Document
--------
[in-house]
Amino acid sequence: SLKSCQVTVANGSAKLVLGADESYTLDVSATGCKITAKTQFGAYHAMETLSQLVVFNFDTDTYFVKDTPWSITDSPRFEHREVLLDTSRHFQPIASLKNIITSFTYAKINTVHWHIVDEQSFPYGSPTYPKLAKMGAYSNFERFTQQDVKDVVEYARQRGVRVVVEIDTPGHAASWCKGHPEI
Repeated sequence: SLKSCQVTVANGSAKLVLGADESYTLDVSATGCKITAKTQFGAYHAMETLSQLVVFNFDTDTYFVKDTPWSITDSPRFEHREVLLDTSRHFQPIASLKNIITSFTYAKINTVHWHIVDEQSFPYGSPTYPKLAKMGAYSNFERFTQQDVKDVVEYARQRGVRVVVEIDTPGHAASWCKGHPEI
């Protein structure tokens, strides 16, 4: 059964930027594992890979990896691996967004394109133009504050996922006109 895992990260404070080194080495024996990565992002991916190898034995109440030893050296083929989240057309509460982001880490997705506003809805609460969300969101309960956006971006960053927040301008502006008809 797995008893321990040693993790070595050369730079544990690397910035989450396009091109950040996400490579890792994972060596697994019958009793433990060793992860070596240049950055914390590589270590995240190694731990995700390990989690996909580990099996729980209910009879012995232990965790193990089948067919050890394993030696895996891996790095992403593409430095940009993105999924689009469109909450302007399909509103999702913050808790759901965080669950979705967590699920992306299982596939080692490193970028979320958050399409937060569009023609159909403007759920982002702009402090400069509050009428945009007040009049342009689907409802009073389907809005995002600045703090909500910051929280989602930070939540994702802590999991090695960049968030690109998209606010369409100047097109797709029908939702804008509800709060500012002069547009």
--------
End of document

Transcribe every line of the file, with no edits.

[in-house]
Amino acid sequence: SLKSCQVTVANGSAKLVLGADESYTLDVSATGCKITAKTQFGAYHAMETLSQLVVFNFDTDTYFVKDTPWSITDSPRFEHREVLLDTSRHFQPIASLKNIITSFTYAKINTVHWHIVDEQSFPYGSPTYPKLAKMGAYSNFERFTQQDVKDVVEYARQRGVRVVVEIDTPGHAASWCKGHPEI
Repeated sequence: SLKSCQVTVANGSAKLVLGADESYTLDVSATGCKITAKTQFGAYHAMETLSQLVVFNFDTDTYFVKDTPWSITDSPRFEHREVLLDTSRHFQPIASLKNIITSFTYAKINTVHWHIVDEQSFPYGSPTYPKLAKMGAYSNFERFTQQDVKDVVEYARQRGVRVVVEIDTPGHAASWCKGHPEI
């Protein structure tokens, strides 16, 4: 059964930027594992890979990896691996967004394109133009504050996922006109 895992990260404070080194080495024996990565992002991916190898034995109440030893050296083929989240057309509460982001880490997705506003809805609460969300969101309960956006971006960053927040301008502006008809 797995008893321990040693993790070595050369730079544990690397910035989450396009091109950040996400490579890792994972060596697994019958009793433990060793992860070596240049950055914390590589270590995240190694731990995700390990989690996909580990099996729980209910009879012995232990965790193990089948067919050890394993030696895996891996790095992403593409430095940009993105999924689009469109909450302007399909509103999702913050808790759901965080669950979705967590699920992306299982596939080692490193970028979320958050399409937060569009023609159909403007759920982002702009402090400069509050009428945009007040009049342009689907409802009073389907809005995002600045703090909500910051929280989602930070939540994702802590999991090695960049968030690109998209606010369409100047097109797709029908939702804008509800709060500012002069547009």